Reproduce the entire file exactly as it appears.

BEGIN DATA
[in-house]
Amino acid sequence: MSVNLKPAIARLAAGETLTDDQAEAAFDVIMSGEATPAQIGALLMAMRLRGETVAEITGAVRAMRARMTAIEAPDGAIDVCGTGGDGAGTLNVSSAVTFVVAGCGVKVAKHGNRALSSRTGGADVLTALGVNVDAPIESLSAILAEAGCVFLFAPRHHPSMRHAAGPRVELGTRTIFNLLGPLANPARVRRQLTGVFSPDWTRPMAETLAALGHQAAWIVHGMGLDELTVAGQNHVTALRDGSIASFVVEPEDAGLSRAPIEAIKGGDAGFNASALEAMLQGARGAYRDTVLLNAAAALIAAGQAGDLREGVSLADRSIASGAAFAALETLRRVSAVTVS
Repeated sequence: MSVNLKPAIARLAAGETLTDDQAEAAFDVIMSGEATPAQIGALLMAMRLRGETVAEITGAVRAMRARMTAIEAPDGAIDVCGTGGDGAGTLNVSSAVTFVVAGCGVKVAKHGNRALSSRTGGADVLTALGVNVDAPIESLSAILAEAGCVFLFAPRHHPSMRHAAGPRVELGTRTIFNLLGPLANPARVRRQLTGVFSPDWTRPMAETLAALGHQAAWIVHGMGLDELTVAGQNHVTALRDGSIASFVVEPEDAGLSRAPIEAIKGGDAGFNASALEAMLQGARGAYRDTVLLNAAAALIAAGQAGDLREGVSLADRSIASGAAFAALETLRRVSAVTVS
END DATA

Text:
[in-house]
Amino acid sequence: MSVNLKPAIARLAAGETLTDDQAEAAFDVIMSGEATPAQIGALLMAMRLRGETVAEITGAVRAMRARMTAIEAPDGAIDVCGTGGDGAGTLNVSSAVTFVVAGCGVKVAKHGNRALSSRTGGADVLTALGVNVDAPIESLSAILAEAGCVFLFAPRHHPSMRHAAGPRVELGTRTIFNLLGPLANPARVRRQLTGVFSPDWTRPMAETLAALGHQAAWIVHGMGLDELTVAGQNHVTALRDGSIASFVVEPEDAGLSRAPIEAIKGGDAGFNASALEAMLQGARGAYRDTVLLNAAAALIAAGQAGDLREGVSLADRSIASGAAFAALETLRRVSAVTVS
Repeated sequence: MSVNLKPAIARLAAGETLTDDQAEAAFDVIMSGEATPAQIGALLMAMRLRGETVAEITGAVRAMRARMTAIEAPDGAIDVCGTGGDGAGTLNVSSAVTFVVAGCGVKVAKHGNRALSSRTGGADVLTALGVNVDAPIESLSAILAEAGCVFLFAPRHHPSMRHAAGPRVELGTRTIFNLLGPLANPARVRRQLTGVFSPDWTRPMAETLAALGHQAAWIVHGMGLDELTVAGQNHVTALRDGSIASFVVEPEDAGLSRAPIEAIKGGDAGFNASALEAMLQGARGAYRDTVLLNAAAALIAAGQAGDLREGVSLADRSIASGAAFAALETLRRVSAVTVS